This spring brought significant change to the learning environment in Philadelphia and FirstHand, our free STEM education program for middle and high school students, was no exception.
For six years, FirstHand has provided place-based, hands-on STEM curricula. Our lab has been a place for students to reimagine what a classroom can be and how they learn. So like many place-based programs, the pivot to virtual learning was a completely new landscape.
FirstHand is not meant to replace the classroom, but to enhance lessons in a way that inspires students to enjoy STEM. We’ve been able to stay true to this model with partner school, S. Weir Mitchell Elementary even during such upheaval. After reaching out to 7th and 8th grade science teacher, Ms. Nguyen we explored ideas on how to best support this new learning environment and our shared students in general. She invited us to facilitate hands-on STEM demos during her science “office hours” on Google Meet, to directly complement her learning objectives.
Hands-on learning requires materials. How else can we make?! While the FH team put significant effort into developing activities that were resource-minimal, it was also important that we could provide even the most basic materials to our students. This was definitely a learning curve for our team! We tried mailing supplies to all the students but realized the deliveries could be unreliable too so instead we hand-delivered the kits individually to each of our students’ homes.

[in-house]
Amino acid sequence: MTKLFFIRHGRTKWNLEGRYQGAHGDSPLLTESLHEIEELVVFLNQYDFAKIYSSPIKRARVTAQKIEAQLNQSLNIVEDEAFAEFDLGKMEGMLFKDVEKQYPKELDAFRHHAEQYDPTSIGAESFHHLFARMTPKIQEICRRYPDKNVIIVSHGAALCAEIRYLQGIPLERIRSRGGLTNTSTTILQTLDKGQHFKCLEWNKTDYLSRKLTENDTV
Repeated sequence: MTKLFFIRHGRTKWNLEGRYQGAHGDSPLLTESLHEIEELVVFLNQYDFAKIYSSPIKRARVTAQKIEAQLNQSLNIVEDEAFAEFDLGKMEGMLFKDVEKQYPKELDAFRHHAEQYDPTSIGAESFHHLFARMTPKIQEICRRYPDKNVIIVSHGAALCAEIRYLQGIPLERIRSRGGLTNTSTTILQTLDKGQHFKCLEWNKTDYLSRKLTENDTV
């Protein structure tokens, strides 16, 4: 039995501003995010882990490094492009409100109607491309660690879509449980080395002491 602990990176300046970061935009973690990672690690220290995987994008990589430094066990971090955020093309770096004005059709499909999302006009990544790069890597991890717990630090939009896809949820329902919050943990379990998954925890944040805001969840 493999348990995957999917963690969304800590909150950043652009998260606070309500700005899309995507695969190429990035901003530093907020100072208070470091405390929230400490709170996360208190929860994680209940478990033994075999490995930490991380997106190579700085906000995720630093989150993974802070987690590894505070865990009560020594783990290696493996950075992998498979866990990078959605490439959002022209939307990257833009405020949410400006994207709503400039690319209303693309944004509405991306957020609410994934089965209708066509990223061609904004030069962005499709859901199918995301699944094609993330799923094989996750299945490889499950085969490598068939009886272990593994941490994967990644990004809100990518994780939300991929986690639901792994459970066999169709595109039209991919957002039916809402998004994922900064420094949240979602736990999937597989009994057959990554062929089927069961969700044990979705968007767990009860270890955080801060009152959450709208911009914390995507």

The lessons encourage students to make STEM connections within their homes, using everyday household objects like coffee filters and soap. We continue to tie in industry-relevance and mentorship whenever possible. For example, one virtual class featured founder Crazy Aaron and chemist Lily Wu of Crazy Aaron’s Thinking Putty, a local company and long-time FirstHand mentor. We collaboratively designed a make-your-own hand sanitizer activity and produced kits with all necessary ingredients for students to make their own container of gel.
This highlighted the entrepreneurial pivot of the company, the public health needs of communities during the COVID-19 pandemic, and provided an important reminder for students on the importance of flexibility and thinking outside-the-box-in the classroom and beyond.